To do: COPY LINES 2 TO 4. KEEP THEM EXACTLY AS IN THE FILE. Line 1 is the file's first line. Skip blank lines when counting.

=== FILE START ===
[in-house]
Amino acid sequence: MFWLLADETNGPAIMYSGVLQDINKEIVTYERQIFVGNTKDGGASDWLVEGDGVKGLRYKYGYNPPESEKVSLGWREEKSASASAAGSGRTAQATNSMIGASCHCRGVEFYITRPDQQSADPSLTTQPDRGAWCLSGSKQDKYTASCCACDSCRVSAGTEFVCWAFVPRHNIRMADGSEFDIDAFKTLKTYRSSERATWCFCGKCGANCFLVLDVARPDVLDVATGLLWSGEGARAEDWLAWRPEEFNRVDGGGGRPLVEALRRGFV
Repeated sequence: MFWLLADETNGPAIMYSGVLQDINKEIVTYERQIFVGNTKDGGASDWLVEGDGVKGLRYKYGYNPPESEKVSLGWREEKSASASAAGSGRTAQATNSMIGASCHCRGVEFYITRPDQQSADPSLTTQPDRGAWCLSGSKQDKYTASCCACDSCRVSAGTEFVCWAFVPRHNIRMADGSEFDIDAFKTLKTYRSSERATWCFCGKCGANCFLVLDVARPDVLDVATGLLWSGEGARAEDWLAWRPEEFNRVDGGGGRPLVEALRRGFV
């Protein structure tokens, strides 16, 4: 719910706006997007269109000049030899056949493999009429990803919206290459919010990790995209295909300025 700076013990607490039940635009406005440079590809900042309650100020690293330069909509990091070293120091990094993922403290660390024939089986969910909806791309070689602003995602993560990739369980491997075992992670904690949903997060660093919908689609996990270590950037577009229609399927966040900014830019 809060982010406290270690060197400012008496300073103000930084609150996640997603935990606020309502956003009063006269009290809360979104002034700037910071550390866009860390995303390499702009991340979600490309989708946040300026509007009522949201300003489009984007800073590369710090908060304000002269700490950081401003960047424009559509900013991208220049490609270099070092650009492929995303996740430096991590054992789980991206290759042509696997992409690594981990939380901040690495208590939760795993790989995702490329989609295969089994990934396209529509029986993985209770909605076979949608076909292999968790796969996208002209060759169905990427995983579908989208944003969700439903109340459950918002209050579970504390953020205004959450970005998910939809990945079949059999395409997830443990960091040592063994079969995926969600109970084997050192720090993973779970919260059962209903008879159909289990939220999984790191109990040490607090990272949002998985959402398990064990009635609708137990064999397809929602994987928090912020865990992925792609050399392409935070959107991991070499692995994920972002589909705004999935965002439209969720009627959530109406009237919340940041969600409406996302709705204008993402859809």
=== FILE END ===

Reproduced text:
Amino acid sequence: MFWLLADETNGPAIMYSGVLQDINKEIVTYERQIFVGNTKDGGASDWLVEGDGVKGLRYKYGYNPPESEKVSLGWREEKSASASAAGSGRTAQATNSMIGASCHCRGVEFYITRPDQQSADPSLTTQPDRGAWCLSGSKQDKYTASCCACDSCRVSAGTEFVCWAFVPRHNIRMADGSEFDIDAFKTLKTYRSSERATWCFCGKCGANCFLVLDVARPDVLDVATGLLWSGEGARAEDWLAWRPEEFNRVDGGGGRPLVEALRRGFV
Repeated sequence: MFWLLADETNGPAIMYSGVLQDINKEIVTYERQIFVGNTKDGGASDWLVEGDGVKGLRYKYGYNPPESEKVSLGWREEKSASASAAGSGRTAQATNSMIGASCHCRGVEFYITRPDQQSADPSLTTQPDRGAWCLSGSKQDKYTASCCACDSCRVSAGTEFVCWAFVPRHNIRMADGSEFDIDAFKTLKTYRSSERATWCFCGKCGANCFLVLDVARPDVLDVATGLLWSGEGARAEDWLAWRPEEFNRVDGGGGRPLVEALRRGFV
């Protein structure tokens, strides 16, 4: 719910706006997007269109000049030899056949493999009429990803919206290459919010990790995209295909300025 700076013990607490039940635009406005440079590809900042309650100020690293330069909509990091070293120091990094993922403290660390024939089986969910909806791309070689602003995602993560990739369980491997075992992670904690949903997060660093919908689609996990270590950037577009229609399927966040900014830019 809060982010406290270690060197400012008496300073103000930084609150996640997603935990606020309502956003009063006269009290809360979104002034700037910071550390866009860390995303390499702009991340979600490309989708946040300026509007009522949201300003489009984007800073590369710090908060304000002269700490950081401003960047424009559509900013991208220049490609270099070092650009492929995303996740430096991590054992789980991206290759042509696997992409690594981990939380901040690495208590939760795993790989995702490329989609295969089994990934396209529509029986993985209770909605076979949608076909292999968790796969996208002209060759169905990427995983579908989208944003969700439903109340459950918002209050579970504390953020205004959450970005998910939809990945079949059999395409997830443990960091040592063994079969995926969600109970084997050192720090993973779970919260059962209903008879159909289990939220999984790191109990040490607090990272949002998985959402398990064990009635609708137990064999397809929602994987928090912020865990992925792609050399392409935070959107991991070499692995994920972002589909705004999935965002439209969720009627959530109406009237919340940041969600409406996302709705204008993402859809």